Friday 3 February 2012

Series of Earthquakes shakes Vanuatu.

On 3 February 2012 at approximately 0.35 am local time (1.35 pm on 2 February, GMT) the island nation of Vanuatu was shaken by an Earthquake with a magnitude of 7.1 on the Richter Scale, which occurred about 115 km west of the capital, Port Vila, at a depth of 23.1 km, according to the United States Geological Survey. There have been twenty-one significant aftershocks since the initial quake, the largest of which was recorded as measuring 5.7 on the Richter Scale by the GeoNet geological hazard monitoring system in New Zealand. There are no reports of any casualties or serious damage, and no tsunami warning has been issued, but the quake was reportedly felt on several of Vanuatu's islands.

Map showing the location of the quakes. Larger squares represent larger quakes. Blue squares are more recent than yellow squares. The red line is the Vanuatu Trench. From the United States Geological Survey.

Vanuatu is a nation used to Earthquakes; on average quakes exceeding 7.0 on the Richter Scale happen three times a year. It is comprised of a string of volcanic islands situated along the margin of the Pacific and Australian Plates. The Australian Plate to the west is being subducted beneath the Pacific Plate to the east along the Vanuatu Trench. The majority of the islands are located to the east of the trench, on the tops of submerged volcanoes; the volcanoes forming where material from the Australian Plate that has been melted by the heat of the Earth's interior rises up through the overlying Pacific Plate. In addition the Australian Plate is moving northward relative to the Pacific Plate. The movement of the Australian Plate under the Pacific Plate creates a great deal of friction, which is felt as Earthquakes.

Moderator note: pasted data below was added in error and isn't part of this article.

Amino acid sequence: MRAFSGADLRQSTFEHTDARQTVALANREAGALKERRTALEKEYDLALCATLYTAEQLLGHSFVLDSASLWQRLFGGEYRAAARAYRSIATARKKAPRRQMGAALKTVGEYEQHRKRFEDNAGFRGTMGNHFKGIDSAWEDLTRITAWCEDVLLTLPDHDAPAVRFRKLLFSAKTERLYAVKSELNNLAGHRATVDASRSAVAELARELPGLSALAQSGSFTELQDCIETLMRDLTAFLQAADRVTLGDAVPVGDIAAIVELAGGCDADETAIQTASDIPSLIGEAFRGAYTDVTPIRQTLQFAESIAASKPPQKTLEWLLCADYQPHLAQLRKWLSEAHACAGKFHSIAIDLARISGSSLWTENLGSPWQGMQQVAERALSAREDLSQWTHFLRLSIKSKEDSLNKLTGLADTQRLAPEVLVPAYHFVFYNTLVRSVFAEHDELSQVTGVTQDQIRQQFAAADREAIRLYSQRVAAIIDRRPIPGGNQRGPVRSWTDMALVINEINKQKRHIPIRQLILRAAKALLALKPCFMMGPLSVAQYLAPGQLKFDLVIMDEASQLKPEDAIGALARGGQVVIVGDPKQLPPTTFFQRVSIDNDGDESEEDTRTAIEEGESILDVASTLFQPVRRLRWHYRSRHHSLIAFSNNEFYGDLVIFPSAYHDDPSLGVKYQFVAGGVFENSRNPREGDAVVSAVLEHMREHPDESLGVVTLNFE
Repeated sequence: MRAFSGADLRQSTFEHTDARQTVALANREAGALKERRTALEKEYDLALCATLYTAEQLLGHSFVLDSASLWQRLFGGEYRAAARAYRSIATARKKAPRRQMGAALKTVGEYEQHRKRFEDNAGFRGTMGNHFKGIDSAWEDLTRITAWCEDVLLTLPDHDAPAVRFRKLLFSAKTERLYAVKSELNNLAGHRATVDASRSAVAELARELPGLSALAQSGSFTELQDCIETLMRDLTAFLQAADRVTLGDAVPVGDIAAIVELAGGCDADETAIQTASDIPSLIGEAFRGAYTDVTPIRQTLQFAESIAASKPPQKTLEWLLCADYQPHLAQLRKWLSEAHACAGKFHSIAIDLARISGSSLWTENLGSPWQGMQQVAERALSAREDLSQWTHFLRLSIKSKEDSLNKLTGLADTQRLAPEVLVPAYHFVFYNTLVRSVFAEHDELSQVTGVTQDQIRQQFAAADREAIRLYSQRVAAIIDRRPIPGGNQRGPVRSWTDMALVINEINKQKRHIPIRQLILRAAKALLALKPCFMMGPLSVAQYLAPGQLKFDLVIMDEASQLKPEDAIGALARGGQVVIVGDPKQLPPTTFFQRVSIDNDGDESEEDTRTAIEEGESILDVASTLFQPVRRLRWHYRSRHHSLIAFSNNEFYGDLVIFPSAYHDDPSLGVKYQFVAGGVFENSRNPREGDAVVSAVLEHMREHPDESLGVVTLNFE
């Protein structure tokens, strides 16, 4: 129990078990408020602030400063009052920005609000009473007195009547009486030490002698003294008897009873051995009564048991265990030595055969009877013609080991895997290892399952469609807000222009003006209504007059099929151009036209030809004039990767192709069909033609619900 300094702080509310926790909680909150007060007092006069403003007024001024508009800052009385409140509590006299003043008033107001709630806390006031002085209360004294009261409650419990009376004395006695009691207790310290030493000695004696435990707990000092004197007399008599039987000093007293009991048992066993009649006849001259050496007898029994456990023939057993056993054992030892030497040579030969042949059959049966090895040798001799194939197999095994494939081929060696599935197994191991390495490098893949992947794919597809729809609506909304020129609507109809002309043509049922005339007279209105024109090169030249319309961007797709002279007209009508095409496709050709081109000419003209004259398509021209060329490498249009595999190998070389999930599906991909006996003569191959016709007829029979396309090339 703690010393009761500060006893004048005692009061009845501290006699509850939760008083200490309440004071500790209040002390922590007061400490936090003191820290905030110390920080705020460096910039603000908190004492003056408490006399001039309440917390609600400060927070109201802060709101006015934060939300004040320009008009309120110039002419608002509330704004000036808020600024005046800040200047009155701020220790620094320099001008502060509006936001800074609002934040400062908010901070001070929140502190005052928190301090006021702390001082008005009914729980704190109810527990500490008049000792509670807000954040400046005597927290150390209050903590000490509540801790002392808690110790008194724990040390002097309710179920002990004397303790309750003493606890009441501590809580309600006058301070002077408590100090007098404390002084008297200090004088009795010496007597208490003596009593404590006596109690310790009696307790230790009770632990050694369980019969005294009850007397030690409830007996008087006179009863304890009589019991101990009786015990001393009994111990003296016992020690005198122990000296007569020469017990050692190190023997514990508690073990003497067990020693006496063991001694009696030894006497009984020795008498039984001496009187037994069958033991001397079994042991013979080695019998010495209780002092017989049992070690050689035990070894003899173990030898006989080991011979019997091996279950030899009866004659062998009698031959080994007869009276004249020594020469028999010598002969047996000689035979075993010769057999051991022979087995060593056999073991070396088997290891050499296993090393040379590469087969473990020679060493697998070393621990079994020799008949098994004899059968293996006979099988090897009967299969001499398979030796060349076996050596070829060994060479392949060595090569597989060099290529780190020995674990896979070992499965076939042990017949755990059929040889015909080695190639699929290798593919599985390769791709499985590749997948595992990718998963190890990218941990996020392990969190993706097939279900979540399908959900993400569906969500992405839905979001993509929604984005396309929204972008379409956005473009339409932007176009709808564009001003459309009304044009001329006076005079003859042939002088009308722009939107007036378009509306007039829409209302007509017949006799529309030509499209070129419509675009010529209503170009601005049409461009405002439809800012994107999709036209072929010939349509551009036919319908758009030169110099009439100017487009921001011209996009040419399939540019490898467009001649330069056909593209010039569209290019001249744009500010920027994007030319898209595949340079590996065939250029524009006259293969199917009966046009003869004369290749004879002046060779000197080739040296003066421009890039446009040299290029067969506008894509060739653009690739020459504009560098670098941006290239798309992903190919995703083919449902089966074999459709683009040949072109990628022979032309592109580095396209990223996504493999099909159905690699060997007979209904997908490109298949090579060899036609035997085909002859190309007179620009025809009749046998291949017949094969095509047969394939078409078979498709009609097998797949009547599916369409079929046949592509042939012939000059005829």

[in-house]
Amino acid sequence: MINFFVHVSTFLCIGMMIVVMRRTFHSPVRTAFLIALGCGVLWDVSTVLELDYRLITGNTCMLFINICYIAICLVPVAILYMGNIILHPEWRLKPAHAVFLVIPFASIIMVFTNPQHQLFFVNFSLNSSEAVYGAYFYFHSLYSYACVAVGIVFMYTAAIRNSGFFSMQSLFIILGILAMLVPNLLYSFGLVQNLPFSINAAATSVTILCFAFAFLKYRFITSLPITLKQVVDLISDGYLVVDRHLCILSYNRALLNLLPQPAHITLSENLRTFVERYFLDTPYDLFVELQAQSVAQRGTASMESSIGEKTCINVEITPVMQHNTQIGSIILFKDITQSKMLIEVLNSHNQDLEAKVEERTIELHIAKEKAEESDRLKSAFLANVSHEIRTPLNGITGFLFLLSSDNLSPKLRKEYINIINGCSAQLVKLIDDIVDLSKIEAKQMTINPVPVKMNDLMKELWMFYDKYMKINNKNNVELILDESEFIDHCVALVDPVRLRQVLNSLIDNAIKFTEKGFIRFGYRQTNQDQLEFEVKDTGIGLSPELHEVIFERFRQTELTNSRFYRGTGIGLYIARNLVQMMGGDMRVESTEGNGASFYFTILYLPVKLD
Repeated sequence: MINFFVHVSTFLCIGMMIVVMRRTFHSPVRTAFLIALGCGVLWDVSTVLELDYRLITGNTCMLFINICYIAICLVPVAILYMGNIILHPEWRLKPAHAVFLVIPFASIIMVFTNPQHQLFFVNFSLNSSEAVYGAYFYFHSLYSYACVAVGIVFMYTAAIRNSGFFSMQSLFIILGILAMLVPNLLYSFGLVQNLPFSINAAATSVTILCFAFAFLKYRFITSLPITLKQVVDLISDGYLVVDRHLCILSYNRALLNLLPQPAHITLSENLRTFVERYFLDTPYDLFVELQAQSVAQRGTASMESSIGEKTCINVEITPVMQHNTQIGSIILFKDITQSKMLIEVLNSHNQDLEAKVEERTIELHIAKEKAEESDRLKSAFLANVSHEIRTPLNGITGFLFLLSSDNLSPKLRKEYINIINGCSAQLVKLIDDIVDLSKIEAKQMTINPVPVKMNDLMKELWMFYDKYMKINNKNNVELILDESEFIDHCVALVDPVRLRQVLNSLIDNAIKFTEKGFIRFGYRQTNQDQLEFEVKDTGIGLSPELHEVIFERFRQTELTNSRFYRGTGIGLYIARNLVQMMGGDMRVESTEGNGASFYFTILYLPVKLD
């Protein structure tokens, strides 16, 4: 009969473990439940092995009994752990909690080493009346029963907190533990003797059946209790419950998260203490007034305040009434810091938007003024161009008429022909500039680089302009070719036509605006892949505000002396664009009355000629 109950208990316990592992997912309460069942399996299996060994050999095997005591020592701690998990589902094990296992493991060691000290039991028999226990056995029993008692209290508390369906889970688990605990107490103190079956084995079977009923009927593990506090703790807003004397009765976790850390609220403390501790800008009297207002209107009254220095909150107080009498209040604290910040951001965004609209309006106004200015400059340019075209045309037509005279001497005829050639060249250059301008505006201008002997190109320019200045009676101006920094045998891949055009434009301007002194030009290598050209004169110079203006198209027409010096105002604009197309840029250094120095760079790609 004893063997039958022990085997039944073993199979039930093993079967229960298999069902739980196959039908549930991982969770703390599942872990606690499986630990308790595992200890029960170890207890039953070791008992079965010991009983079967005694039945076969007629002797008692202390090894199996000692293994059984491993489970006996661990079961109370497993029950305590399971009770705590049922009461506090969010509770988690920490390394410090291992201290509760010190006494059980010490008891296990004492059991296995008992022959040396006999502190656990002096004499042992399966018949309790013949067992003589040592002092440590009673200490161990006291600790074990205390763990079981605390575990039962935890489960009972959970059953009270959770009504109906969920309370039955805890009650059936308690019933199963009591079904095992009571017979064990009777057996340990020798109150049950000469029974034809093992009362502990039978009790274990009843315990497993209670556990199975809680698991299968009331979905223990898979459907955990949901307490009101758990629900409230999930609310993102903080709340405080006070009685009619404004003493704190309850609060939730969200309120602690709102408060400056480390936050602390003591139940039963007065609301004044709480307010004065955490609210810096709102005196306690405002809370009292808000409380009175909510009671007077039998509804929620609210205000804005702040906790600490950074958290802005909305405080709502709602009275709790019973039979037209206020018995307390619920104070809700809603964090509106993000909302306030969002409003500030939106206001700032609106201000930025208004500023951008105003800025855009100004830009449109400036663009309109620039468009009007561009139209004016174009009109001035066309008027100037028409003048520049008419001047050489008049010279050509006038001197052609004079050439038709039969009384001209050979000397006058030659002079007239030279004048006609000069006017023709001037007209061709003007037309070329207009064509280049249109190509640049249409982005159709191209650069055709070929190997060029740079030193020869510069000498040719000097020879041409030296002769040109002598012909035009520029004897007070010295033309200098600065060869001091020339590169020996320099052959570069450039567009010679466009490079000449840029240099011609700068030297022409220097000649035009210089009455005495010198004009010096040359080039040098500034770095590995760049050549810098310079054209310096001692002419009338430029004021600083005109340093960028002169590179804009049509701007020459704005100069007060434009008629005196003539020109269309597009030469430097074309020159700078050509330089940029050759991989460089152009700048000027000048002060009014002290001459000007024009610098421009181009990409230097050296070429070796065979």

The islands have over twenty volcanoes, six of which are currently active, and one (Yasur) is currently erupting, according to the Vanuatu Geohazards Observatory. None of these is considered an immediate threat, though in the past few thousand years the Islands have suffered a number of devastating caldera explosions.

A crater explosion on Mount Manaro on Ambae Island in 2005. BBC.